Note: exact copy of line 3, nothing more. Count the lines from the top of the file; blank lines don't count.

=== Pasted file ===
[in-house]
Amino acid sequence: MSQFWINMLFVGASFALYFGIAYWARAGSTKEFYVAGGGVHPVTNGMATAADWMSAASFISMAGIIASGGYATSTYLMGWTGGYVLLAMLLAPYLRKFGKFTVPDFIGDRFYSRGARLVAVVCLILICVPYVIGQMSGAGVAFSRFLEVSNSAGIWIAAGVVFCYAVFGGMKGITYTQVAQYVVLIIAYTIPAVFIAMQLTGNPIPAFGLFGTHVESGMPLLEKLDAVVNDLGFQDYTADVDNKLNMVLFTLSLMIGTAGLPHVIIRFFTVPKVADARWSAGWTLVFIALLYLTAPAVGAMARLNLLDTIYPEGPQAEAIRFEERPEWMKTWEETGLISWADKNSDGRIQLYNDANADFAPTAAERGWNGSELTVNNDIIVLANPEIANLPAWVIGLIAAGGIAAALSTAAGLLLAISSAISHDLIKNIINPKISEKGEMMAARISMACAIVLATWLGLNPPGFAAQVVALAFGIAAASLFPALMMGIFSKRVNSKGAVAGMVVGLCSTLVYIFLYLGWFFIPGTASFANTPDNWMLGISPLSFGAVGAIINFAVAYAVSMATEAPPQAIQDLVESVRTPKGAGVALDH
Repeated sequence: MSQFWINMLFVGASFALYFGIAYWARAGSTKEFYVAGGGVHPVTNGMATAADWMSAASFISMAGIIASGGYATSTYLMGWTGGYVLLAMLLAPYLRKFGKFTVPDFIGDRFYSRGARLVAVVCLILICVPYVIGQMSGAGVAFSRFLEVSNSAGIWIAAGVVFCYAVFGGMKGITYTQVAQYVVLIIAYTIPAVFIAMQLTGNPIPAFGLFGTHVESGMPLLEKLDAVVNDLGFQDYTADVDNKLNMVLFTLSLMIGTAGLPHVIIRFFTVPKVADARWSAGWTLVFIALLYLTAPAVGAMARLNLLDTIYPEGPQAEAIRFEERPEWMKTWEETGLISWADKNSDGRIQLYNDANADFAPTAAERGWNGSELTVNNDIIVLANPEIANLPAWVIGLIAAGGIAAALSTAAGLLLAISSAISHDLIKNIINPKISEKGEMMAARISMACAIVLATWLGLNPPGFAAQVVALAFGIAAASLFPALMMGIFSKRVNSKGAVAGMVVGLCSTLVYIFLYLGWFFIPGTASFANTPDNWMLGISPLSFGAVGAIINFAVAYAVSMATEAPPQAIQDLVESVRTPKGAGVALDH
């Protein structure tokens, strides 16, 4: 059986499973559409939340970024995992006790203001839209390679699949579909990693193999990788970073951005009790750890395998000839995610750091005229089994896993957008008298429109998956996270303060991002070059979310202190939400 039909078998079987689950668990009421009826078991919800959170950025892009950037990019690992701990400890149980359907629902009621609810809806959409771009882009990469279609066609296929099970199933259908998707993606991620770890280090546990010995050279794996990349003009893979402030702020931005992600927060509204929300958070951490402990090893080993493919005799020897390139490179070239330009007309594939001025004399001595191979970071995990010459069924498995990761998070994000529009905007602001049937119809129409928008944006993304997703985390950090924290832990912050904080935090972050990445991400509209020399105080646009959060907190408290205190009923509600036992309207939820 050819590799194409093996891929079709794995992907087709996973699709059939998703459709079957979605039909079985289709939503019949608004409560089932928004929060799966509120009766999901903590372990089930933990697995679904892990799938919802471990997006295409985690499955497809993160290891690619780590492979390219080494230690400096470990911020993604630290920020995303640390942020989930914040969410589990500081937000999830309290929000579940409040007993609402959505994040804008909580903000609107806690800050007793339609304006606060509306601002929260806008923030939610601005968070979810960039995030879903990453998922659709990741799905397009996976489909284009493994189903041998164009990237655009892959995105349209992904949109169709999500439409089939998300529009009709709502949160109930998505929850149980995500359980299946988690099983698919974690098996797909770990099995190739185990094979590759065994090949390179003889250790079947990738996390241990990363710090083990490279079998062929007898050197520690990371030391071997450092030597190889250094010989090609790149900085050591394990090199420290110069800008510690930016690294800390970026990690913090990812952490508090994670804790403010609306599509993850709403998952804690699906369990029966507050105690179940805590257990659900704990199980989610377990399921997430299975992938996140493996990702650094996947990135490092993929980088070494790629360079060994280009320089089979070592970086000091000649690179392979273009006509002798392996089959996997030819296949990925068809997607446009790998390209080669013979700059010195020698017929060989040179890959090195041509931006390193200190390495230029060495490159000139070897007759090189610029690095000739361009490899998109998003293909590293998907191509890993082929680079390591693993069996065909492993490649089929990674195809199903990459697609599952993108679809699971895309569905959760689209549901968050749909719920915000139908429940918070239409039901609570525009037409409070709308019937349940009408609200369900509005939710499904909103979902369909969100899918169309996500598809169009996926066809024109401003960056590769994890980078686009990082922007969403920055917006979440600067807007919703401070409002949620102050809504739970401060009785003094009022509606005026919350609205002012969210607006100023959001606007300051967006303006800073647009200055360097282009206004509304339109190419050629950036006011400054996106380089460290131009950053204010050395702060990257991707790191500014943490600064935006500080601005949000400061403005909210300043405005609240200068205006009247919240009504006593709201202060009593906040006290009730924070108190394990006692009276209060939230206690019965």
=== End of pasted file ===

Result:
Repeated sequence: MSQFWINMLFVGASFALYFGIAYWARAGSTKEFYVAGGGVHPVTNGMATAADWMSAASFISMAGIIASGGYATSTYLMGWTGGYVLLAMLLAPYLRKFGKFTVPDFIGDRFYSRGARLVAVVCLILICVPYVIGQMSGAGVAFSRFLEVSNSAGIWIAAGVVFCYAVFGGMKGITYTQVAQYVVLIIAYTIPAVFIAMQLTGNPIPAFGLFGTHVESGMPLLEKLDAVVNDLGFQDYTADVDNKLNMVLFTLSLMIGTAGLPHVIIRFFTVPKVADARWSAGWTLVFIALLYLTAPAVGAMARLNLLDTIYPEGPQAEAIRFEERPEWMKTWEETGLISWADKNSDGRIQLYNDANADFAPTAAERGWNGSELTVNNDIIVLANPEIANLPAWVIGLIAAGGIAAALSTAAGLLLAISSAISHDLIKNIINPKISEKGEMMAARISMACAIVLATWLGLNPPGFAAQVVALAFGIAAASLFPALMMGIFSKRVNSKGAVAGMVVGLCSTLVYIFLYLGWFFIPGTASFANTPDNWMLGISPLSFGAVGAIINFAVAYAVSMATEAPPQAIQDLVESVRTPKGAGVALDH